Saturday, August 15, 2015

Colonia Roma Norte - Part II: Dreams in Stone, Glass...and Paint

“I Speak of the City”
A novelty today, tomorrow a ruin from the past, buried and resurrected every day,
lived together in streets, plazas, taxis, movie houses, theaters, bars, hotels, pigeon coops and catacombs, . . . 
the city that dreams us all, that all of us build and unbuild and rebuild as we dream,  . . . 
I speak of the buildings of stone and marble, of cement, glass and steel, of the people in the lobbies and doorways, 
I speak of our public history, and of our secret history, yours and mine.

(Octavio Paz, “I Speak of the City” in The Collected Poems of Octavio Paz, 1957-1987,
ed. and trans. Eliot Weinberger, New York: New Directions Books, 1987, 511-517)

Octavio Paz's prose poem portrays with words how the buildings and streets of any city reflect the urban human condition. But each does so embodying the historical and cultural character that makes it unique. Octavio Paz's city was Mexico City. This blog of perambulations through the streets and neighborhoods of his city is our effort to make it ours.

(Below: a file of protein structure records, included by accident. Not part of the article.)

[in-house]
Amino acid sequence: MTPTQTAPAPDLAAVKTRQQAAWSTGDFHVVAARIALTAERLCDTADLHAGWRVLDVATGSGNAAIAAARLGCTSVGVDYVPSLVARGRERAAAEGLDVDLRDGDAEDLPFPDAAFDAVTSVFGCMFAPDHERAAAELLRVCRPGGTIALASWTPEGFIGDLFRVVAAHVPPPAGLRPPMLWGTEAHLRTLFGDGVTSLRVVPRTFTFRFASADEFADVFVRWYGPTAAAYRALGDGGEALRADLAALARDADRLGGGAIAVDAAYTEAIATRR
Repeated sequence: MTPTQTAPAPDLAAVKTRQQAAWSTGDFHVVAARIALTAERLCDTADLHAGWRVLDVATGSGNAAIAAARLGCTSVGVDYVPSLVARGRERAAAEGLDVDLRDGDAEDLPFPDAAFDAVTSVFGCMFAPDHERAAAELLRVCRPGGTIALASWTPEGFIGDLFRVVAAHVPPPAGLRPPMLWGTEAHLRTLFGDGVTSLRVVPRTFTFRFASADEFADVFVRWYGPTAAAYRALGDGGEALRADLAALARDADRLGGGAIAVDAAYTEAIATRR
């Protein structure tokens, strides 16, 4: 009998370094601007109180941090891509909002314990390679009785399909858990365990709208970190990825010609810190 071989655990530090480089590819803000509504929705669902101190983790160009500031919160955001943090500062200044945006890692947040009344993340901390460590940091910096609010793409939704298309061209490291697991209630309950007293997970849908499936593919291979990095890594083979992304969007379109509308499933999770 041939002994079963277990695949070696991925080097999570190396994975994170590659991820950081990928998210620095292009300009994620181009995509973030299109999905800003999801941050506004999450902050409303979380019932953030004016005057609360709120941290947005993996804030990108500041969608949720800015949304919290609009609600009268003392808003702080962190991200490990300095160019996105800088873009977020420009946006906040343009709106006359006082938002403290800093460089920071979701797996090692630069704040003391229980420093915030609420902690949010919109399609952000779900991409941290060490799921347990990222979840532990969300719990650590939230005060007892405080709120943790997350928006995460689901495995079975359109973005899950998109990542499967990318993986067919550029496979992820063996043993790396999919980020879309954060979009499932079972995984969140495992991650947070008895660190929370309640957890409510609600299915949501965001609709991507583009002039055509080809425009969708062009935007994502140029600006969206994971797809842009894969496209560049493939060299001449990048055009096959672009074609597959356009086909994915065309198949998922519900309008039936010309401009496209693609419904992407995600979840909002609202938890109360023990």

"A novelty today, 
tomorrow a ruin from the past, buried and resurrected every day,. . . 
the city that dreams us all, 
that all of us build and unbuild and rebuild as we dream" 

Aztec Templo Mayor
CLICK on any photo to enlarge it and open a gallery of all photos.

Mexico-Tenochtitlán, the city dreamt by the Mixeca/Aztecs, was literally buried by the Spanish conquistadores to create the city they dreamed, colonial Ciudad de México, now the Centro Histórico. We have wandered those ancient streets and observed how they have been redreamt by subsequent sojourners up to the present moment.